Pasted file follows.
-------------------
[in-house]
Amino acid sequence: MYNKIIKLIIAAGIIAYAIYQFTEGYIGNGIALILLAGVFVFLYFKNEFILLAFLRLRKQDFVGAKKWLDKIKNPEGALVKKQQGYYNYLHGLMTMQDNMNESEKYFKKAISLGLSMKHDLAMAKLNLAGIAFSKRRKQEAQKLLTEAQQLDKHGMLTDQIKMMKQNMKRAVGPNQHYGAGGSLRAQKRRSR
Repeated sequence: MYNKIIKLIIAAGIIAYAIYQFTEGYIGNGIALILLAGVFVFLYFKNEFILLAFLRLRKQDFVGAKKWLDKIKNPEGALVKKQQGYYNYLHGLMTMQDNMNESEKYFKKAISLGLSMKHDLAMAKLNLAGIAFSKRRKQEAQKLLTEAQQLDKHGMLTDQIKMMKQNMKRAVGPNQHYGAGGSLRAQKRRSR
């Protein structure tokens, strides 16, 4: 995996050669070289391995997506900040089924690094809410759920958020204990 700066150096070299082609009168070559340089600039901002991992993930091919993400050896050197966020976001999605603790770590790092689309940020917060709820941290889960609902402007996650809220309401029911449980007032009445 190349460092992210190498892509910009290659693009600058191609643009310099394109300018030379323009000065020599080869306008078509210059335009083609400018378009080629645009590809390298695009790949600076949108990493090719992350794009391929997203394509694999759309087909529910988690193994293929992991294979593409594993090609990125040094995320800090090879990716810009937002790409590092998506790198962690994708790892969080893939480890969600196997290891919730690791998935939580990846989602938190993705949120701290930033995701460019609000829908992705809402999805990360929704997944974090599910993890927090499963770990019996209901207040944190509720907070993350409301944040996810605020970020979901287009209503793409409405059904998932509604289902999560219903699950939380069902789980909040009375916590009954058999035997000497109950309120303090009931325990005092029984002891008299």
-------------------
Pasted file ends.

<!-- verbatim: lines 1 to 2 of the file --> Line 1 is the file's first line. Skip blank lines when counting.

[in-house]
Amino acid sequence: MYNKIIKLIIAAGIIAYAIYQFTEGYIGNGIALILLAGVFVFLYFKNEFILLAFLRLRKQDFVGAKKWLDKIKNPEGALVKKQQGYYNYLHGLMTMQDNMNESEKYFKKAISLGLSMKHDLAMAKLNLAGIAFSKRRKQEAQKLLTEAQQLDKHGMLTDQIKMMKQNMKRAVGPNQHYGAGGSLRAQKRRSR